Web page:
OUR COMMUNITY owes a huge debt to the handful of local volunteer firefighters who readily risk their lives at a moment’s notice to keep us all safe.
Their courage is underscored by the deaths of 34 people, including at least three volunteer firefighters, in bushfires that have ravaged the eastern states this summer.
Local firefighter John Hansen says Toodyay “dodged a bullet” last month when a big bushfire threatened to destroy dozens of homes south of the town.
The Shire of Toodyay’s new $1 million State grant to help reduce bushfire risk (story Page 7) should help ease the danger.
But it doesn’t rule out a lack of common sense by people who persist in using dangerous tools on hot, windy days.Read more
Local police are urging everyone to get free mobile phone alerts for hot works and harvest bans (see Police Beat).
Another way to reduce risk may be to place signs on public roads to warn against tossing cigarette butts from car windows.
Regardless of whether you believe in climate change or not, our weather appears to be getting drier and hotter, and we must all learn to adapt to survive.
SOME Toodyay shire councillors seem yet to accept the result of last year’s elections.
They held majority sway on the previous council and ignored ratepayers’ concerns on hot-button issues such as rate increases.
Some behave now as if the election didn’t happen and they’re still in charge.
It wouldn’t matter if everyone in the chamber was elected the same way because democracy enshrines an equal voice for all.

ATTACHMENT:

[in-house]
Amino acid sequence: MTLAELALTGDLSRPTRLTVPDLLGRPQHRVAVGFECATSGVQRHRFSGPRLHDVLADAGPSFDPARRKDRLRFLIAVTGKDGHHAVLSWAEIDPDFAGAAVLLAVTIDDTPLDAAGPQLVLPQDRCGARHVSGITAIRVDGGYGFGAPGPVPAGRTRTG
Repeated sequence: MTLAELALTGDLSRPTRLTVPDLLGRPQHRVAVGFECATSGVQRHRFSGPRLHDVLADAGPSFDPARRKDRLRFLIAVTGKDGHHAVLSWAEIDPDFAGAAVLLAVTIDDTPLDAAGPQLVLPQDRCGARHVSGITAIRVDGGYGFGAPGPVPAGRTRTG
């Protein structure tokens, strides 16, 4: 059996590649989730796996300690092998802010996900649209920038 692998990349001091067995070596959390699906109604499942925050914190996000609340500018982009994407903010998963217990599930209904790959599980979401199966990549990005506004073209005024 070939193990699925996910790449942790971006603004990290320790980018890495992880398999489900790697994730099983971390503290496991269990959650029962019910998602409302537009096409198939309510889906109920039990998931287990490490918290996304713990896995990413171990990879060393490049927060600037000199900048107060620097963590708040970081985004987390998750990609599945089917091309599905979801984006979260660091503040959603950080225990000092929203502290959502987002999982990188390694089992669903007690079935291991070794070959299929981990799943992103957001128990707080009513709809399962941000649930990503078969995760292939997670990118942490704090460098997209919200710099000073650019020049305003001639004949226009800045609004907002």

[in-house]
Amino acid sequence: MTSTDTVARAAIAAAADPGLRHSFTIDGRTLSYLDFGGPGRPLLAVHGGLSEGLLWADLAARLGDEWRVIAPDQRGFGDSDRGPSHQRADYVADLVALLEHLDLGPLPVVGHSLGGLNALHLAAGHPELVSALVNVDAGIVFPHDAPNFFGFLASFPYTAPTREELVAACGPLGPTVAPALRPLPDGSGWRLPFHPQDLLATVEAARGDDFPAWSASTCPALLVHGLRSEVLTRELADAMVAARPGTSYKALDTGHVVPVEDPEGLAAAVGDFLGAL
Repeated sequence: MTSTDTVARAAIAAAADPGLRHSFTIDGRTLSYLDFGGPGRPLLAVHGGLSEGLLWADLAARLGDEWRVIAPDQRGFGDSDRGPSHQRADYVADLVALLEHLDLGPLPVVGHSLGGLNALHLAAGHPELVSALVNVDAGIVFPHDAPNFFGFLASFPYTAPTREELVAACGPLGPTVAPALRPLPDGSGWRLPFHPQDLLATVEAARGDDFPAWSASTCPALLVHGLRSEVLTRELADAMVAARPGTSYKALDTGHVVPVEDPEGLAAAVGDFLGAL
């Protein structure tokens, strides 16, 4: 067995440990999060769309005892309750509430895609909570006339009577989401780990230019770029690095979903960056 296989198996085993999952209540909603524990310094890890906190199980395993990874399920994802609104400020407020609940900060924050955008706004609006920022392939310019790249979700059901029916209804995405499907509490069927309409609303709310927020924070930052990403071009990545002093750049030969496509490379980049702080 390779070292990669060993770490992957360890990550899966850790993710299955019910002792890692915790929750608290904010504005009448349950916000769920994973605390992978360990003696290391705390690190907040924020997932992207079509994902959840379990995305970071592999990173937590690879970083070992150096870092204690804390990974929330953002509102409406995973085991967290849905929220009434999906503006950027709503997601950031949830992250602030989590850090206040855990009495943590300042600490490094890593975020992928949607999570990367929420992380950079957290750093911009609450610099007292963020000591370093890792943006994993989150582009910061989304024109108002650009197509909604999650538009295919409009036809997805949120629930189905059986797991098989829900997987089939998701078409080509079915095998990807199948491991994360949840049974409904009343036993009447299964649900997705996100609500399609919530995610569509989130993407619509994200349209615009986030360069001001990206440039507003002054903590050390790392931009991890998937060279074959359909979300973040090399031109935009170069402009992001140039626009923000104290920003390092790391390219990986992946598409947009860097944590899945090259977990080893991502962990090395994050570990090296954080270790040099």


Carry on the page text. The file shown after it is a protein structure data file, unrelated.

But unlike the six councillors elected last October, the other three have never faced a proper ballot involving all voters.
And the one who seems to be leading the opposition to change wasn’t elected by anyone at all.
Add to that rumours of persistent sniping behind the scenes and resistance from the top level of administration and you have a recipe for ongoing rancour and division.
We’ve had enough of that in recent years and most people are sick of it.
President Bill Manning set a high standard last year when he resigned from the council to recontest his seat despite having another two years to serve under an old ward system that excluded most voters.
Others who sat tight in self-righteous justification now lack the moral authority to say or do anything credible until they too face all electors for the first time.
Voters spoke clearly last October that they wanted change.
It’s time those who have never contested a full election pulled their heads in and let the new council get on with it.